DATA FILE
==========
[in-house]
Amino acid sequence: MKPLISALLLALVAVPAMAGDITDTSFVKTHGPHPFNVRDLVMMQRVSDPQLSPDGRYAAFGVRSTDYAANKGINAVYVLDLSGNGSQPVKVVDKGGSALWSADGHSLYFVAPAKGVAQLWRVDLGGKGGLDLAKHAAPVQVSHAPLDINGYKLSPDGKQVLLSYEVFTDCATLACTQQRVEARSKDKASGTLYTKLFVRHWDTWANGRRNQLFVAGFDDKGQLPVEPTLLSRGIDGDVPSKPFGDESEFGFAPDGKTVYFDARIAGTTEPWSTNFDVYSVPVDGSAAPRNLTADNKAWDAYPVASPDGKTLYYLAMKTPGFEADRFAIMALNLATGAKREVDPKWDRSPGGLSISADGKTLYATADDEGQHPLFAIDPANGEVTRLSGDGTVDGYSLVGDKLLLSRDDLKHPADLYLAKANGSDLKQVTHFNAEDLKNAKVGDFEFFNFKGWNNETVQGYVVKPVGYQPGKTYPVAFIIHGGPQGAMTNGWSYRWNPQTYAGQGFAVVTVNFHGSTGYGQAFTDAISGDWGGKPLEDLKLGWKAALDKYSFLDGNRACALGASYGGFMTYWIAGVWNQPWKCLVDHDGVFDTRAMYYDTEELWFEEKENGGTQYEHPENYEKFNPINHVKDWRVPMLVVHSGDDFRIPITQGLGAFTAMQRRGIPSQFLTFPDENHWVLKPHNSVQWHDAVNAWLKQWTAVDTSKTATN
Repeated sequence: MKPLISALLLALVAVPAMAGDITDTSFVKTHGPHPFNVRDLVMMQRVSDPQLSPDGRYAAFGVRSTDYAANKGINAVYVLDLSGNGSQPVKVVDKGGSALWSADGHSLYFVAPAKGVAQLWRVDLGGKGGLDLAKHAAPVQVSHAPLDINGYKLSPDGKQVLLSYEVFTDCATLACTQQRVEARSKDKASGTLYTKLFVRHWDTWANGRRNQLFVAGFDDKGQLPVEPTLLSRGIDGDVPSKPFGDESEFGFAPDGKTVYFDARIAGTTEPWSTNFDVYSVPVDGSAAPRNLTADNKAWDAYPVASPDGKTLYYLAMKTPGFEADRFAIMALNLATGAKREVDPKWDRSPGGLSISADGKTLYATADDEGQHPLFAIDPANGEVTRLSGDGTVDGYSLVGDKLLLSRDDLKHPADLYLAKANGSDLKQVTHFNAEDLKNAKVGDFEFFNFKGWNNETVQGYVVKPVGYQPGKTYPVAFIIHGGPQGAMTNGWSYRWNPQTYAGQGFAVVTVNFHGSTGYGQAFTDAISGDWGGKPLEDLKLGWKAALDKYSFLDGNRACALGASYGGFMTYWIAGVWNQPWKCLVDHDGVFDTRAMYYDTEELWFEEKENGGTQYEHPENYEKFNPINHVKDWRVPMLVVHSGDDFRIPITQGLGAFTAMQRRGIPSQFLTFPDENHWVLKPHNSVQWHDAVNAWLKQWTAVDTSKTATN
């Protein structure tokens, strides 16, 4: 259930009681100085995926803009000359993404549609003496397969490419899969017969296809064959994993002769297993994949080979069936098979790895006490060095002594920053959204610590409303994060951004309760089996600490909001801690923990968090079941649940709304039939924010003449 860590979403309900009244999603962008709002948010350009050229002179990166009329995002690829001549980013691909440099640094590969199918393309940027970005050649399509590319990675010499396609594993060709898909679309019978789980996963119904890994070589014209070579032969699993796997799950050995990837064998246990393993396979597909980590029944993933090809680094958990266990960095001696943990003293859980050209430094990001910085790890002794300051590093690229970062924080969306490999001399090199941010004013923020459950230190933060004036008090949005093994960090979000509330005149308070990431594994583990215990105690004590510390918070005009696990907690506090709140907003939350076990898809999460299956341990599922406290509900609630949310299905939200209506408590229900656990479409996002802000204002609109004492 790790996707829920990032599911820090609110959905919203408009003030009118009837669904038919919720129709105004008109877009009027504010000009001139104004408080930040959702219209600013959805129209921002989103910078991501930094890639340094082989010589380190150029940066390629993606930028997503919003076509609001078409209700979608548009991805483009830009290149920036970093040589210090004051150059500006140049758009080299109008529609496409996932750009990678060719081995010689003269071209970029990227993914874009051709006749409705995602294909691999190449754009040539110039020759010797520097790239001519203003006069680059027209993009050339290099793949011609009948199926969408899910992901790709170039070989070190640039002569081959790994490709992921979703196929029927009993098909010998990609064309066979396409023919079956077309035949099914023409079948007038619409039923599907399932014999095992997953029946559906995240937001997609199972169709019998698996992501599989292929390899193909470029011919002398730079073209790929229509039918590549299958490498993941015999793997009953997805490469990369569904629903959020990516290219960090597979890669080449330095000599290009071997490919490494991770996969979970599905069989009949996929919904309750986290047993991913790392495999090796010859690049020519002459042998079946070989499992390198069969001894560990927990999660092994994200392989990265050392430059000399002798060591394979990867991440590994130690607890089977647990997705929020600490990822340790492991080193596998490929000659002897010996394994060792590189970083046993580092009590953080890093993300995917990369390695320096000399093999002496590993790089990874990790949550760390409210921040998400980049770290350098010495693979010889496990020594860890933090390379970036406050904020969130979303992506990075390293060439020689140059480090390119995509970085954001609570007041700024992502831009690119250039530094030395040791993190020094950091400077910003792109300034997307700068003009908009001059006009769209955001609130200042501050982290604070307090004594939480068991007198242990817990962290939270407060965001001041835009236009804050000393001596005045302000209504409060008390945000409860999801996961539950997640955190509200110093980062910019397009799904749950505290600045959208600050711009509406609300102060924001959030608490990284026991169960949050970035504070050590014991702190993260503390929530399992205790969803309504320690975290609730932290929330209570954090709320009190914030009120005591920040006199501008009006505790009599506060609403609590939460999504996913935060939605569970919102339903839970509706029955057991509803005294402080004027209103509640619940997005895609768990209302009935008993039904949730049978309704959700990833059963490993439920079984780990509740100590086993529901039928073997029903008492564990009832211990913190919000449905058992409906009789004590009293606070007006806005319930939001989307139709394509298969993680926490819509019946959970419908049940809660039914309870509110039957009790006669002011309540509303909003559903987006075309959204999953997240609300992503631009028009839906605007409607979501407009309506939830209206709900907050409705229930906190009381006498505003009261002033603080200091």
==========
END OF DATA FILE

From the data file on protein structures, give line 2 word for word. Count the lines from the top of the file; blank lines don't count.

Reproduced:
Amino acid sequence: MKPLISALLLALVAVPAMAGDITDTSFVKTHGPHPFNVRDLVMMQRVSDPQLSPDGRYAAFGVRSTDYAANKGINAVYVLDLSGNGSQPVKVVDKGGSALWSADGHSLYFVAPAKGVAQLWRVDLGGKGGLDLAKHAAPVQVSHAPLDINGYKLSPDGKQVLLSYEVFTDCATLACTQQRVEARSKDKASGTLYTKLFVRHWDTWANGRRNQLFVAGFDDKGQLPVEPTLLSRGIDGDVPSKPFGDESEFGFAPDGKTVYFDARIAGTTEPWSTNFDVYSVPVDGSAAPRNLTADNKAWDAYPVASPDGKTLYYLAMKTPGFEADRFAIMALNLATGAKREVDPKWDRSPGGLSISADGKTLYATADDEGQHPLFAIDPANGEVTRLSGDGTVDGYSLVGDKLLLSRDDLKHPADLYLAKANGSDLKQVTHFNAEDLKNAKVGDFEFFNFKGWNNETVQGYVVKPVGYQPGKTYPVAFIIHGGPQGAMTNGWSYRWNPQTYAGQGFAVVTVNFHGSTGYGQAFTDAISGDWGGKPLEDLKLGWKAALDKYSFLDGNRACALGASYGGFMTYWIAGVWNQPWKCLVDHDGVFDTRAMYYDTEELWFEEKENGGTQYEHPENYEKFNPINHVKDWRVPMLVVHSGDDFRIPITQGLGAFTAMQRRGIPSQFLTFPDENHWVLKPHNSVQWHDAVNAWLKQWTAVDTSKTATN